Track your cholesterol

Engineers at Cornell University created the Smartphone Cholesterol Application for Rapid Diagnostics, or smartCARD, to test cholesterol levels. Users clamp the device, similar to a credit card reader, over the phone's camera then place a drop of blood, sweat or saliva on a test strip. Insert the strip into the device and voila, a built-in flash illuminates the strip and an app matches the image's color values and shows results on the phone. Currently, the test measures total cholesterol, but the lab is working on measuring LDL ("bad" cholesterol), HDL ("good" cholesterol) and triglycerides, as well as vitamin D levels. This app might make you re-think that double cheeseburger, eventually.

Assess your mental health

Dartmouth University researchers built an Android app that knows the smartphone owner’s state of mind. The app automatically measures sleep duration, number and length of conversations per day, physical activity, locations and time spent there, stress level, eating habits and more—24/7 and without user interaction. Computational method and machine learning algorithms on the phone then assess that data and make higher-level inferences about sleep, sociability, activity, and other behaviors. When 48 students carried phones with the app during a 10-week term, the data significantly correlated with their mental health and academic performance. The app potentially could be used to provide real-time feedback on campus safety and stress levels, identify students at risk, and assess the quality of teaching. It could also be used to monitor mental health, trigger intervention, and improve productivity in the workplace as well.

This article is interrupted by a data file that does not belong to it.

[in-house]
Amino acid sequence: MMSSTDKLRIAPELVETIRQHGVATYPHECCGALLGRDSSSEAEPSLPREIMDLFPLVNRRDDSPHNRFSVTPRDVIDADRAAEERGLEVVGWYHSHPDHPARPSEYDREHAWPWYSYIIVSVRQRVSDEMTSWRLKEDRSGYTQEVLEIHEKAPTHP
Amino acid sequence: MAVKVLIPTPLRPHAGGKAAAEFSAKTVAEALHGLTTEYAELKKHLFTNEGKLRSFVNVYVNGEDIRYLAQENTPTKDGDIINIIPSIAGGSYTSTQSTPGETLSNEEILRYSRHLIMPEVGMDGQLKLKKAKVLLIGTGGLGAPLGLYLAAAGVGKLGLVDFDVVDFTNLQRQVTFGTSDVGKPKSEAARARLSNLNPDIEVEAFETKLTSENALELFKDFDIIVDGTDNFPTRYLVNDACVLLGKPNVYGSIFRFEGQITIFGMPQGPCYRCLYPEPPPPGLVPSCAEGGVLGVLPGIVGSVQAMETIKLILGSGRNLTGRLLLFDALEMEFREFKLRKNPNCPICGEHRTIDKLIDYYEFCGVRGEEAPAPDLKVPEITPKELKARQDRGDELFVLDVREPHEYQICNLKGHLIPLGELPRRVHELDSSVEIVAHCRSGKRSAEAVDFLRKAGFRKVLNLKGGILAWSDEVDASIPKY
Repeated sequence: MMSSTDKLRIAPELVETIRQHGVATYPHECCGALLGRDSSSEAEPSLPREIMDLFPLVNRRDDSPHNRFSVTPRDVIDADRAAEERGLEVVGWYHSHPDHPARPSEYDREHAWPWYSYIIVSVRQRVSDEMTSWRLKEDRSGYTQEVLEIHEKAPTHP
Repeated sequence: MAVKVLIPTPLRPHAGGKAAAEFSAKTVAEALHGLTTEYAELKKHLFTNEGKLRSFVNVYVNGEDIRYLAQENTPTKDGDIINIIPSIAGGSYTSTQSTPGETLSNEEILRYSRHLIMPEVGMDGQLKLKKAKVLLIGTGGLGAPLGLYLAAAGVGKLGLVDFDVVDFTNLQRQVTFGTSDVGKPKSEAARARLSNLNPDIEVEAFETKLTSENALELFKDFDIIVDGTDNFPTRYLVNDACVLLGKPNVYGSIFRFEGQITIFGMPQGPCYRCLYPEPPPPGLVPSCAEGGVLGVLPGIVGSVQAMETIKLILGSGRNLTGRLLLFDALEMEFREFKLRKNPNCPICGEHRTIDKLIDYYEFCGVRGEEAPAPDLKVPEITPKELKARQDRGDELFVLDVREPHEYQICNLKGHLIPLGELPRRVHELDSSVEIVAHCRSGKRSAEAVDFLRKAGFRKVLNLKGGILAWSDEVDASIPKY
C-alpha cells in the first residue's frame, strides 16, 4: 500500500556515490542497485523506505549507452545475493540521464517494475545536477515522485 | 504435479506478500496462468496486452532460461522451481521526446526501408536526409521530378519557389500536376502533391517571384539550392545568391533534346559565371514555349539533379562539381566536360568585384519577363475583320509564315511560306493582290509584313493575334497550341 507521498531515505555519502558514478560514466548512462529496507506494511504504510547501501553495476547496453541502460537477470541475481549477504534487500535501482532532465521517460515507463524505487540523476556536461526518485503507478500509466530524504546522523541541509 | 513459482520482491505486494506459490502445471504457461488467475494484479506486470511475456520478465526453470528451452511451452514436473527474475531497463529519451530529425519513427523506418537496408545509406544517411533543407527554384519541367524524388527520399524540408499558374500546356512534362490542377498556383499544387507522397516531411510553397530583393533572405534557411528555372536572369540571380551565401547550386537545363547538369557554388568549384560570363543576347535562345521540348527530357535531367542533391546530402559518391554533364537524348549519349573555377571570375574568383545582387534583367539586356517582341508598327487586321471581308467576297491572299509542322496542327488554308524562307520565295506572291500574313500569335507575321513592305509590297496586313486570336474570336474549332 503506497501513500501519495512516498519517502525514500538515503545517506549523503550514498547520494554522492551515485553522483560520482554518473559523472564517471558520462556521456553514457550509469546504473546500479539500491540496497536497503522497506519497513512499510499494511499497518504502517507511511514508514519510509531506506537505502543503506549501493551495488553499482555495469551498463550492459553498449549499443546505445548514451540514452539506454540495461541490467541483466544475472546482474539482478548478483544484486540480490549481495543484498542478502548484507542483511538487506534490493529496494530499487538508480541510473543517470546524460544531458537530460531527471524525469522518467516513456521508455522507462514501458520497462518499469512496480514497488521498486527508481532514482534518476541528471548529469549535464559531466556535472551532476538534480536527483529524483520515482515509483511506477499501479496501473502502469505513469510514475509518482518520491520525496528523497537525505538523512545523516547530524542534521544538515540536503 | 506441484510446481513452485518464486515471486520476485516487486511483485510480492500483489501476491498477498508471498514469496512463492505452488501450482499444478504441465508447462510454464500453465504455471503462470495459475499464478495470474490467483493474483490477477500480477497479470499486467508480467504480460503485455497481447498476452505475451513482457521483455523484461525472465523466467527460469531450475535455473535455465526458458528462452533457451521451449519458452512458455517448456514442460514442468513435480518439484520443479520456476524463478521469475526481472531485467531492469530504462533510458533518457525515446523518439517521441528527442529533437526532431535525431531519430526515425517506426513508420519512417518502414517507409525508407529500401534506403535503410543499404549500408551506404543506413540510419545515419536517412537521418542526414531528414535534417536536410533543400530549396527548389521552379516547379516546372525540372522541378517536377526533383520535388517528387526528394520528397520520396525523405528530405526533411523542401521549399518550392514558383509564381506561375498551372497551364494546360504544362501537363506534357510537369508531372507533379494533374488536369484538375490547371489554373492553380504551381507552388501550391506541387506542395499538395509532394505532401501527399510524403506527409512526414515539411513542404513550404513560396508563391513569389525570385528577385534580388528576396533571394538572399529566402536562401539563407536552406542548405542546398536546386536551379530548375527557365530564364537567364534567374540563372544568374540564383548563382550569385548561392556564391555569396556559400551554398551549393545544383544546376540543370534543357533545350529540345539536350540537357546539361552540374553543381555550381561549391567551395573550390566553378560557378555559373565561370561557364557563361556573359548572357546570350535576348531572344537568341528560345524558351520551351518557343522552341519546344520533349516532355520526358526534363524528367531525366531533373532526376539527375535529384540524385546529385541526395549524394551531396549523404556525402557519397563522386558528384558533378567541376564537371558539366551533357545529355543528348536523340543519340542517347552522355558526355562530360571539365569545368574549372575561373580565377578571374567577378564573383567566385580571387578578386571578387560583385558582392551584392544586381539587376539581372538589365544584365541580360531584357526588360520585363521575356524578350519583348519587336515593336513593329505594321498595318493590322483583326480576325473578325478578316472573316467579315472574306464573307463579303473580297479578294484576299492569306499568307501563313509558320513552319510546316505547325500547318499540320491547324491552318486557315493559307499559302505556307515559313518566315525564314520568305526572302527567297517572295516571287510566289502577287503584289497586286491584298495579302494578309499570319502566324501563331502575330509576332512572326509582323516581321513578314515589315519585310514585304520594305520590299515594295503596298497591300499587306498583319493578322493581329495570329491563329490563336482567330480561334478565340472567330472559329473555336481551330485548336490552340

Help keep you sober

The Addiction-Comprehensive Health Enhancement Support System smartphone app, designed for patients with alcohol use disorder, provides audio-guided relaxation and sounds an alert if individuals stray near a high-risk location, such as a bar they previously frequented. Patients leaving residential treatment who used the app reported an average of 1.37 fewer risky drinking days—meaning more than four standard drinks for men and three for women in a two-hour period—than those not using the app. Patients using the app also were more likely to consistently abstain from alcohol.

Alert you that the milk is spoiled

Researchers at MIT developed sensors that can be read by a smartphone to detect ammonia, hydrogen peroxide, cyclohexanone, and other gases. In the future, it could be used to monitor public spaces for explosives and other harmful chemicals, identify environmental pollutants, or detect food spoilage in warehouses. The sensors also could be used in "smart packaging" that detects spoilage or contamination in the foods you buy. Your next phone message could be from that old milk carton in the refrigerator.

 Improve your hearing aid

This smartphone app could help improve the quality of life of people who use hearing assistive devices, including hearing aids, cochlear implants, and personal sound amplifiers. To remain small and low-cost, these devices typically use not-so-powerful processors. Smartphones, on the other hand, have powerful processors, large memories, microphones, speakers, wireless technology and long-lasting batteries, which can improve the performance of hearing assistive devices. For example, a smartphone could run sophisticated algorithms to distinguish background noise signals and enhance speech.